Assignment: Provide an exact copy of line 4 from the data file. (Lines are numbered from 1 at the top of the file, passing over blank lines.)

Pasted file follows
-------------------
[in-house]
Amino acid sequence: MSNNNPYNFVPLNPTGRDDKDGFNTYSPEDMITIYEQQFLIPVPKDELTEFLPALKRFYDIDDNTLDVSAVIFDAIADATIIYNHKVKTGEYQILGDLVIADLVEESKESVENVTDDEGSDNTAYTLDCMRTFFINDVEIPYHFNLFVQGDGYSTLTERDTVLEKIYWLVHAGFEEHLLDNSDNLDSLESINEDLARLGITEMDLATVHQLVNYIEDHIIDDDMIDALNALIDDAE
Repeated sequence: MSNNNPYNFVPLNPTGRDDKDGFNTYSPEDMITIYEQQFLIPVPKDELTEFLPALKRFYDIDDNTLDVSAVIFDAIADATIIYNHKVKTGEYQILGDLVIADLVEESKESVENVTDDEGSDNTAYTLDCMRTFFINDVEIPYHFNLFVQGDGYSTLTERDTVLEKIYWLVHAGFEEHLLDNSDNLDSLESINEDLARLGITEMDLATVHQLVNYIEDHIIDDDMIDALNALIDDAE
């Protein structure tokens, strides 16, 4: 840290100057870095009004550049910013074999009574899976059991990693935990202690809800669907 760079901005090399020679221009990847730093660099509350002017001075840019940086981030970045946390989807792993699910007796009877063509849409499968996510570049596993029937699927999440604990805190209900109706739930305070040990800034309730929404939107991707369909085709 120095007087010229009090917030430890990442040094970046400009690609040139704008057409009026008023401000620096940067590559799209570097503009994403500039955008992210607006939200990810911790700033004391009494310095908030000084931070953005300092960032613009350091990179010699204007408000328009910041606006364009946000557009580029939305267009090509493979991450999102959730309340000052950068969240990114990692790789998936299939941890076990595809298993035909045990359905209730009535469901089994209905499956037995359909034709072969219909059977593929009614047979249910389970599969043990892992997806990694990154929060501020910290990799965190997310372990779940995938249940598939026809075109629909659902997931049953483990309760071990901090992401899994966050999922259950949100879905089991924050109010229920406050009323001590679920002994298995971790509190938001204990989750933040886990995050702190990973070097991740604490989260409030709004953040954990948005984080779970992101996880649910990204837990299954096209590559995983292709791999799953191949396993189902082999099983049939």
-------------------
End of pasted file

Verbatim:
């Protein structure tokens, strides 16, 4: 840290100057870095009004550049910013074999009574899976059991990693935990202690809800669907 760079901005090399020679221009990847730093660099509350002017001075840019940086981030970045946390989807792993699910007796009877063509849409499968996510570049596993029937699927999440604990805190209900109706739930305070040990800034309730929404939107991707369909085709 120095007087010229009090917030430890990442040094970046400009690609040139704008057409009026008023401000620096940067590559799209570097503009994403500039955008992210607006939200990810911790700033004391009494310095908030000084931070953005300092960032613009350091990179010699204007408000328009910041606006364009946000557009580029939305267009090509493979991450999102959730309340000052950068969240990114990692790789998936299939941890076990595809298993035909045990359905209730009535469901089994209905499956037995359909034709072969219909059977593929009614047979249910389970599969043990892992997806990694990154929060501020910290990799965190997310372990779940995938249940598939026809075109629909659902997931049953483990309760071990901090992401899994966050999922259950949100879905089991924050109010229920406050009323001590679920002994298995971790509190938001204990989750933040886990995050702190990973070097991740604490989260409030709004953040954990948005984080779970992101996880649910990204837990299954096209590559995983292709791999799953191949396993189902082999099983049939």